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Wildlife In U.S. Cities: Managing Unwanted Animals, John Hadidian Nov 2015

Wildlife In U.S. Cities: Managing Unwanted Animals, John Hadidian

John Hadidian, PhD

Conflicts between people and wild animals in cities are undoubtedly as old as urban living itself. In the United States it is only of late, however, that many of the species now found in cities have come to live there. The increasing kind and number of human-wildlife conflicts in urbanizing environments makes it a priority that effective and humane means of conflict resolution be found. The urban public wants conflicts with wildlife resolved humanely, but needs to know what the alternative management approaches are, and what ethical standards should guide their use. This paper examines contemporary urban wildlife control in ...


Wildlife In U.S. Cities: Managing Unwanted Animals, John Hadidian Nov 2015

Wildlife In U.S. Cities: Managing Unwanted Animals, John Hadidian

Conservation Collection

Conflicts between people and wild animals in cities are undoubtedly as old as urban living itself. In the United States it is only of late, however, that many of the species now found in cities have come to live there. The increasing kind and number of human-wildlife conflicts in urbanizing environments makes it a priority that effective and humane means of conflict resolution be found. The urban public wants conflicts with wildlife resolved humanely, but needs to know what the alternative management approaches are, and what ethical standards should guide their use. This paper examines contemporary urban wildlife control in ...


Free-Roaming Dogs In Developing Countries: The Benefits Of Capture, Neuter, And Return Programs, Jennifer Jackman, Andrew N. Rowan Jul 2015

Free-Roaming Dogs In Developing Countries: The Benefits Of Capture, Neuter, And Return Programs, Jennifer Jackman, Andrew N. Rowan

Jennifer Jackman, Ph.D.

This chapter provides an overview of animal welfare and public health problems associated with free-roaming dog populations and strategies to resolve these problems. Placing CNR programs in the context of earlier dog and rabies control methods, the chapter explores CNR’s potential to overcome some of the shortcomings of earlier approaches and to improve animal welfare, reduce dog population growth, and prevent the spread of rabies and other canine-transmitted diseases. Constraints and current debates on current implementation of CNR programs are also examined.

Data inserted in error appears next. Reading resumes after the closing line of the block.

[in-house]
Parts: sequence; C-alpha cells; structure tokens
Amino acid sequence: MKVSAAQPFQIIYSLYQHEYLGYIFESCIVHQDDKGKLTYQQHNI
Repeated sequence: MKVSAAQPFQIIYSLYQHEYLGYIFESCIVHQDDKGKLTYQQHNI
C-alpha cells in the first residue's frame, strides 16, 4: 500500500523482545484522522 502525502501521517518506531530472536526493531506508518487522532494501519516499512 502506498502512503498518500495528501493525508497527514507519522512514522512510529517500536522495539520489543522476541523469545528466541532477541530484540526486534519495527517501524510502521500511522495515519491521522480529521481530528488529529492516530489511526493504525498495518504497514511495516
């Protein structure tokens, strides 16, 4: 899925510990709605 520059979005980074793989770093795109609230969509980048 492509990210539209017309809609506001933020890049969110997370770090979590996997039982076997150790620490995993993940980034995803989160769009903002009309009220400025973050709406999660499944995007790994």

The Ethics Of Wildlife Control In Humanized Landscapes, John Hadidian, Camilla H. Fox, William S. Lynn Mar 2015

The Ethics Of Wildlife Control In Humanized Landscapes, John Hadidian, Camilla H. Fox, William S. Lynn

John Hadidian, PhD

The 21st century is witness to an unprecedented and rapid growth of human settlements, from urban centers to wilderness vacation resorts. Concurrent with this has been the growing tolerance and acceptance of many wild animals and humans for one another. This has created an expanding ‘zone’ of human-animal contacts, some number of which invariably result in conflicts. While the vast majority of our interactions with wild animals are undoubtedly benign, it is the conflict between wildlife and people that draws particularly close attention from the public. Animals viewed as vertebrate “pests” range from the small to the large, the timid ...


Integrated Pest Management (Ipm) For Vertebrates: Do We Need To Broaden This Concept?, John Hadidian Mar 2015

Integrated Pest Management (Ipm) For Vertebrates: Do We Need To Broaden This Concept?, John Hadidian

John Hadidian, PhD

The concepts and practices of Integrated Pest Management (IPM) are historically grounded in programs aimed at insects and disease-causing organisms affecting agriculture. When applied to vertebrates, IPM concepts have most often been used in rodent control programs. Still, IPM is a powerful model that arguably can, and should, apply to conflicts with any “pest” or problem-causing organism. It may be time to examine contemporary IPM approaches and their relation to traditional vertebrate pest control more closely. Vertebrate IPM should encompass not only the development of sound and practical steps to shape decision-making and actions, but a dialogue about ethics as ...